I want you to find my hair in your bed; a rainbow of reds, pinks, browns, blues, greens, blonde and maybe even a little bit of gray. I want you to find it wrapped around the base of your cock when you take a shower, and between your ass cheeks, in your mouth when you eat lunch, scattered across your favorite clothes and clinging to your cat's tail, plastered on your shower curtain, and in thin, curling esses around the drain of your bathtub.
"Welcome home," and by 'home' I meant my pussy as you slid deeply inside of me. 'Home' because you fit perfectly, your cock anchoring me to the ground of your being where our spirits mingle with each other in the full embodiment of co-creation.
Sorry for cumming too quick, baby, I was swept away by the feel of your fingers sliding between my folds, and your kisses between my shoulder blades, and the whisper of your breath on my neck as you murmured you'd missed me.
The first week of classes is officially complete … and, holy shit, am I tired.
My first class with Cornel West was on Tuesday, and his presence is… stunning. He holds forth in the classroom, and like the best of Baptist preachers knows how to move his body and use his voice to draw you in, raise the energy in the room and hold that energy for three hours. He is intellectually powerful, and his spirit is Titan. Coincidentally, I met him on the street after class. I was smoking a cigarette while speaking with another student when he stopped to have a chat. I was amazed by the change in him; he was gentle, and very, very PRESENT WITH YOU IN THAT MOMENT. And I don’t mean present with you like you feel you’re under a microscope – I mean that he is THERE. The only time I’ve felt that way is a few years ago when I was running from soldiers with a group of teenage boys in one of the conflict zones I work in — we were running, and I felt totally in my body but at the same time to totally present with these boys…. we were TOGETHER.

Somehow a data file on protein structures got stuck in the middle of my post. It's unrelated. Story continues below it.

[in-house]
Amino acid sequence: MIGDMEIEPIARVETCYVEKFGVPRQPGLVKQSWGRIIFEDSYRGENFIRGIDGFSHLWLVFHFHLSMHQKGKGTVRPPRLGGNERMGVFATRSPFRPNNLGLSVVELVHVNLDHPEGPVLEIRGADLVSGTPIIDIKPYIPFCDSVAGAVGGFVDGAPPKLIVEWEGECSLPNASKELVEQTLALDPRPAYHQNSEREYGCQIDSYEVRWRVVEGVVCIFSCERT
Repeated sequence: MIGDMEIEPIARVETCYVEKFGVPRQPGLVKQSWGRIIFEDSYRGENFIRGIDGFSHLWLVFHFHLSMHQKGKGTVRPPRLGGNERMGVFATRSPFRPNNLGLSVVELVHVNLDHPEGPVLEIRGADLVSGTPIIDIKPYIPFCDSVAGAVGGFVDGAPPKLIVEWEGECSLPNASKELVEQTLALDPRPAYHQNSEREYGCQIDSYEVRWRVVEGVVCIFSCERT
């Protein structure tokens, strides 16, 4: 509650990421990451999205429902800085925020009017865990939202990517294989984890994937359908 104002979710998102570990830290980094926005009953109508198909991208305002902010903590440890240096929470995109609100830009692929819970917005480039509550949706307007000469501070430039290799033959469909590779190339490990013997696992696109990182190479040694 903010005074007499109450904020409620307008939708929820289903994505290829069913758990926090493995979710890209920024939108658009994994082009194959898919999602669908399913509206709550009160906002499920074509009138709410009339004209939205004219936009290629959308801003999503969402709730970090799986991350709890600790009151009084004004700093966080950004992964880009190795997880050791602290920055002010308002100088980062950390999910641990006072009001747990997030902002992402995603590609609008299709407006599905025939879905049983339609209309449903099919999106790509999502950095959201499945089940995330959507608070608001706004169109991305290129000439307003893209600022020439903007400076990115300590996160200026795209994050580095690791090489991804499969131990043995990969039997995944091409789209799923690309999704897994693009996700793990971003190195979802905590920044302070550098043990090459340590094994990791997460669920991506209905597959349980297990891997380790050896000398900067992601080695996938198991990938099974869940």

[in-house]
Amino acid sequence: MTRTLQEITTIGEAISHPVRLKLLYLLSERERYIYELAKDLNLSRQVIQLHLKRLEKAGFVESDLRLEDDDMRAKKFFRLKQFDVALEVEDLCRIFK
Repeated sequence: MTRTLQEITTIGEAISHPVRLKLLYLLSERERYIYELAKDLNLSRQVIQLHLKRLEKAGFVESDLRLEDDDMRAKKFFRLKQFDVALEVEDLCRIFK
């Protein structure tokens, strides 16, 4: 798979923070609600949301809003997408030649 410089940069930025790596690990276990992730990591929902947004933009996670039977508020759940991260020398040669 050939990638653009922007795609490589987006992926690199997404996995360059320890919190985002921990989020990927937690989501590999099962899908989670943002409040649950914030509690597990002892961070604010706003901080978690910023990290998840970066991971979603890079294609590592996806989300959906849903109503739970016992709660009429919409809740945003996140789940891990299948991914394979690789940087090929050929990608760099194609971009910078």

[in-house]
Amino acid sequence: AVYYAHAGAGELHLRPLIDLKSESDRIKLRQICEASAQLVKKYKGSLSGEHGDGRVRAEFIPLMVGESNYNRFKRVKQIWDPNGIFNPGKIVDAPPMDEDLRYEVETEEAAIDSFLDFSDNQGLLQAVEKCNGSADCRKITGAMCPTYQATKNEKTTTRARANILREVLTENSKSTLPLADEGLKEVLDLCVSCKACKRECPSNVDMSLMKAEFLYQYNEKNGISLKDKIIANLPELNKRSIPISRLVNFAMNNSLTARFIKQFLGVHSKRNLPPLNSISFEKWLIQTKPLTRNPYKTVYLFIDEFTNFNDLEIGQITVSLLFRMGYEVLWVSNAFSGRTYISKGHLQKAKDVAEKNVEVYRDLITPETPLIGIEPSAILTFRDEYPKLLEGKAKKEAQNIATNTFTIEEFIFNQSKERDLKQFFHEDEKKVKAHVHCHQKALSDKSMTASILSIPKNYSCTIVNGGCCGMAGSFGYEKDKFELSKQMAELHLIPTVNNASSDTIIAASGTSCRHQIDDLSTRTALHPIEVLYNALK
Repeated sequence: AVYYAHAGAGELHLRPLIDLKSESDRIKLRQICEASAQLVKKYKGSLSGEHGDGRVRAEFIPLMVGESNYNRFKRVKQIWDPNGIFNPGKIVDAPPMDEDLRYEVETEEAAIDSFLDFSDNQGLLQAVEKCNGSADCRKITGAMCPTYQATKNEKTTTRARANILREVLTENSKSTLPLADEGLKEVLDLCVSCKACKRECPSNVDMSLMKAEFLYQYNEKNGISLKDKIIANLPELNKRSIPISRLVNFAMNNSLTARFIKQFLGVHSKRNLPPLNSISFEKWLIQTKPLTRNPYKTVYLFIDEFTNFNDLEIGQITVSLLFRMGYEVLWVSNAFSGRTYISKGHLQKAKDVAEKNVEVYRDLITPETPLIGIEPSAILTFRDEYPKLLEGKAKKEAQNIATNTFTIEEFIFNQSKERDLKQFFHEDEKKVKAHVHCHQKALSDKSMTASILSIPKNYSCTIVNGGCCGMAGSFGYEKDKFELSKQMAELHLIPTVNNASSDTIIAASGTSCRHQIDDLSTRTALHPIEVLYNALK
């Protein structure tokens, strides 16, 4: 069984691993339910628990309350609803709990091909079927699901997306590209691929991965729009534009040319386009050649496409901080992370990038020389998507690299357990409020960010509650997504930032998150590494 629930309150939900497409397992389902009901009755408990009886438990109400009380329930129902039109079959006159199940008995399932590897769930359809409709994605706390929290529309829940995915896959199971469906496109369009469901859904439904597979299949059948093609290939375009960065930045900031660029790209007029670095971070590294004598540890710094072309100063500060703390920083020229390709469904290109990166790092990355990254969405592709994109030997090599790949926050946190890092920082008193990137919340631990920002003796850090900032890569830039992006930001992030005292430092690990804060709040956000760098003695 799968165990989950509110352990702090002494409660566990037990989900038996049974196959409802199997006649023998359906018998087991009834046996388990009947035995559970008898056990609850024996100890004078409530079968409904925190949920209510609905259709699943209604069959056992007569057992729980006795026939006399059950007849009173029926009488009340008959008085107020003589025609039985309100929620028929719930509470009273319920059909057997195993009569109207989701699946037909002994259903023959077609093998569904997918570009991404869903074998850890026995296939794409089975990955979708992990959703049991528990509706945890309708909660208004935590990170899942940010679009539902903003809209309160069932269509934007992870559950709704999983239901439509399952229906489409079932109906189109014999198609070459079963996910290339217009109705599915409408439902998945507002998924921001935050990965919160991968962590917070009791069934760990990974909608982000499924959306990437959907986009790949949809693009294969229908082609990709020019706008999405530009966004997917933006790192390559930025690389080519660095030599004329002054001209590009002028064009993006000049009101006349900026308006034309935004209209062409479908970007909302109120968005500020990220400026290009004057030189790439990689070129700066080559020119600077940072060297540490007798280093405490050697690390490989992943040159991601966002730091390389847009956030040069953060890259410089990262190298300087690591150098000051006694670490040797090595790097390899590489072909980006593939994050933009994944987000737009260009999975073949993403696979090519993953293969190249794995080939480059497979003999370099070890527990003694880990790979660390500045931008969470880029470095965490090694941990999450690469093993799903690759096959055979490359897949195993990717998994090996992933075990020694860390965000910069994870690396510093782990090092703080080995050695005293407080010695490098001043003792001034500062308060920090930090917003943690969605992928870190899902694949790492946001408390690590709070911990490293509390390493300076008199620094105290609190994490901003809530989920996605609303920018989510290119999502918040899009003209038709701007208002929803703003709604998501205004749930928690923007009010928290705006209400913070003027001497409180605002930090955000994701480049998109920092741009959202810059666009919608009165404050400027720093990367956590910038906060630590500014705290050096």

These brief interactions with him gave me a lot of food for thought as I rode the train to my room that night. I was thinking about how so many of my seminarian friends perceive me — as the loud mouth that makes them giggle in delight. I never particularly understood that last part – why my sassy mouth would bring such glee. As the train was cutting through the city I thought about the contents of what I say – that my “loud mouth” is often a product of my frustration. You can say I have a particularly low tolerance for bullshit – and you know some shit is about to go down when I say something along the lines of, “let’s call a spade a spade,” which is always followed by me calling it how I see it.
And then it hit me; my goal in coming to this particular seminary was to “find my prophetic voice.” Prophets, as Heschel described them, are the scream in the night. Over the last year I’ve gotten less and less patient, which has caused me to become louder and louder in the classroom and elsewhere. Paralleling that, I’ve noticed that my care for offending people, pleasing them, comforting them, their judgement or their discomfort has plummeted to zero. I just don’t give a FUCK. I have no hesitation in calling someone or something out on their bullshit. I’m done.
And that’s when I realized that I’ve found my Prophetic voice. That I’ve become so deeply rooted in my own work and message, that everything else has burned away – that I can see clearly and move forward.
I was once convinced
by an ex to go with him
to a music festival.
Three days of speed metal
during the daylight hours and
techno and trance at night.
We spent two days high
on acid, laughing ourselves
silly at random shit.
When we were finally
able to fall asleep, I was
woken up hours later by
the sound of rushing
water and when I opened
my eyes I saw my purse
float by. I turned over
to find him standing at
the mouth of the tent
and pissing into it,
rather than out of it;
“Friend,” I asked in my
gentlest tone, “is this
prudent? Do you think,
maybe, this is a bad
decision?” He looked
at me, a mixture of
confusion and defiance,
and without hesitation
aimed his dick at me
and pissed between my
eyes. That day I learned
you don’t ask questions
in these situations, and
you can’t argue with
a pissed off pisser.
‘God, I hope she doesn’t shit on me.’
That was the stray thought that flitted through my mind like an alley cat as I held Calva’s head off of the tiled floor.